London Theatre Reviews

Read the latest London theatre reviews on the newest openings across the West End and beyond. Discover more about the latest must-see West End shows, Off-West End productions, and why you need to see shows in London. Scroll through our full theatre reviews listings of London musicals, plays, and live events from our London Theatre critics.

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  • The big draw of this revival of Tennessee Williams’s The Glass Menagerie is Hollywood star Amy Adams making her West End debut. In fact, this is only the second professional theatre credit for the six-time Academy Award nominee, who previously played the Baker’s Wife in Sondheim’s Into the Woods at New York’s open-air Delacorte Theater. She takes on the iconic role of Amanda Wingfield, based on Williams’s own formidable, faded Southern Belle mother in the playwright’s semi-autobiographical...

    Rose Theatre Kingston
  • Six the Musical informs every moment of Amy Hodge’s adventurous production for Shakespeare’s Globe of the history play about the onetime monarch who made that sleeper London and Broadway hit possible: the much-married, famously rotund Henry VIII whose treatment at the hands of Shakespeare and his late-career collaborator John Fletcher remains one of the Bard’s least-performed plays. Up till now, I have mostly associated this play with various pageant-heavy productions for the RSC and a 2012...

    Globe Theatre
  • “Is this the face of Harvard Law?” the admission team asks in Legally Blonde. They’ve received a last-minute application from Elle Woods, a blonde Barbie-eseque UCLA grad who doesn’t scream “typical lawyer.” In the space of a few months, she charms her way through the Ivy League school, proving that being yourself never goes out of style. We first fell for the Legally Blonde story two decades ago, when Reese Witherspoon played the spunky, feminist law student in the original film. Sheridan Smith...

    Regent's Park Open Air Theatre
  • "There’s only one New York Yankees, you can’t have another just because it features some ex-players” says Faye Treadwell in The Drifters Girl. The pioneering African-American music manager has the unenviable job of managing The Drifters, a doo-wop band who on hand dominate the music world, but also suffer from an ever-changing lineup and “copycat” rivals who look to steal their identity. But rest assured, while The Drifters Girl storyline shines a light on the band's issues, there's nothing...

    Garrick Theatre
  • My Fair Lady has come home. Bartlett Sher’s celebrated New York production is now playing in the city where its action unfolds, two decades on from Trevor Nunn’s Martine McCutcheon-starring revival. But is this classic musical still an enchanting treat, or does its gender politics preclude our enjoyment of Lerner and Loewe’s incandescent score? The London run of Sher’s production feels more progressive immediately thanks to its casting. It shouldn’t be this revolutionary in 2022 to have a black...

    London Coliseum
  • Death shadows every moment of The House of Shades, the ambitious new play by Beth Steel that promises an intergenerational epic of O’Neill-like proportions only to seriously lose its way. A top-flight cast can’t make something coherent of writing that wants to conjoin the personal and the political, the realistic and the fantastical, but as often as not settles for bald-faced pronouncements along the lines of “we’re all living through change; it isn’t easy.” Or, later, “we are all moving toward...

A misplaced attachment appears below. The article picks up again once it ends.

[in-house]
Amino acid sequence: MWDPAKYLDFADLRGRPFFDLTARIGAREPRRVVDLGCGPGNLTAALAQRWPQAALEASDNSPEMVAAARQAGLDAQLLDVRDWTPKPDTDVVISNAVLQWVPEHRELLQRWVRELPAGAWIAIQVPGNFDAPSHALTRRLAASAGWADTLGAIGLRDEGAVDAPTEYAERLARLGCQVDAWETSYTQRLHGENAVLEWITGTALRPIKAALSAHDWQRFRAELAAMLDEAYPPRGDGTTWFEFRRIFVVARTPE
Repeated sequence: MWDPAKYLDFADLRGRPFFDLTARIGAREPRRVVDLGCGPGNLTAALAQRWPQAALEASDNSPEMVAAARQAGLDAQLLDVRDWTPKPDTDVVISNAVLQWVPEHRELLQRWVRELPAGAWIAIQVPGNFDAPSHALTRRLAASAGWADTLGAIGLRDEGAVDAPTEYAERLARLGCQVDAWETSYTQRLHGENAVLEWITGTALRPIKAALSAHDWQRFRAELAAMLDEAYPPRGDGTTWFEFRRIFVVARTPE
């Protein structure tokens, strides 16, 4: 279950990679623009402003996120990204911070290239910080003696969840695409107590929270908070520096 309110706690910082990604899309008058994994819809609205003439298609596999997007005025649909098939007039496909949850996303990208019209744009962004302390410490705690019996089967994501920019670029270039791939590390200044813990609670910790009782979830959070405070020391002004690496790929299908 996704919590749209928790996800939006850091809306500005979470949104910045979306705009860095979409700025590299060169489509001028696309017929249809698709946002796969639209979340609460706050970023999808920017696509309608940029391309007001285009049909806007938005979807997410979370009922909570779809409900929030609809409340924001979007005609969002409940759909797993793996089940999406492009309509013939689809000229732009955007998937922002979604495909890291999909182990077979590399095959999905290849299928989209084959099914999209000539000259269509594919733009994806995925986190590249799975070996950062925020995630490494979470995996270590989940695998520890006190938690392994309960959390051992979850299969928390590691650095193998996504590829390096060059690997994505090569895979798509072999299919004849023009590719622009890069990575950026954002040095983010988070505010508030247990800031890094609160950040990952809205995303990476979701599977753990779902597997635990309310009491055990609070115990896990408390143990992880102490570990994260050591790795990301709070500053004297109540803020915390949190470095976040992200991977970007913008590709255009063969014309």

Almeida Theatre
  • This seems to be the summer of reinvented classic musicals, from the moody Oklahoma! at the Young Vic to a revamped Legally Blonde at Regent’s Park Open Air. In that vein, Nikolai Foster dishes up his “gritty” Grease, which began Leicester Curve, toured the UK and is now playing in the West End. But is this the one that audiences want? Yes and no. Foster has gone back to Jim Jacobs and Warren Casey’s original stage musical version, rather than the John Travolta and Olivia Newton-John 50s...

    Dominion Theatre
  • Content warning: This review discusses suicide and mental health. When this intimate and innovative revival of the Rodgers and Hammerstein classic premiered in New York, many, including the cast, dubbed the show “Sexy Oklahoma.” The hashtag #thisoklahomafucks permeated social media, as director Daniel Fish’s production showcases the darker, seductive elements of the story about the divisions in a local community on the brink of the titular territory’s statehood. Well, as someone who saw that...

    Wyndham's Theatre
  • In 2017, David Eldridge premiered his heartfelt two-hander Beginning at the National Theatre: a real-time, 100-minute play following a man and woman in their thirties who are negotiating a possible hook-up – and perhaps something more. Now, he’s back with the second instalment of this trilogy, Middle, featuring a new pair who are 10 years older and facing a different sort of life and relationship crisis. Once again, Polly Findlay takes on the directorial challenge of a sustained 100-minute...

    Dorfman Theatre
  • If you think too hard about Much Ado About Nothing, things don’t stand up to too much scrutiny — like the title suggests. Why, exactly, does everyone need to keep tricking one another into doing things? What are the villain’s motivations again? Lucy Bailey’s new production for Shakespeare’s Globe introduces some additional questions: if this is the 1940s, and the war that begins the play is thus implied to be World War 2, which side are our wacky, very Italian heroes on? Is everyone drunk, and...

    Globe Theatre

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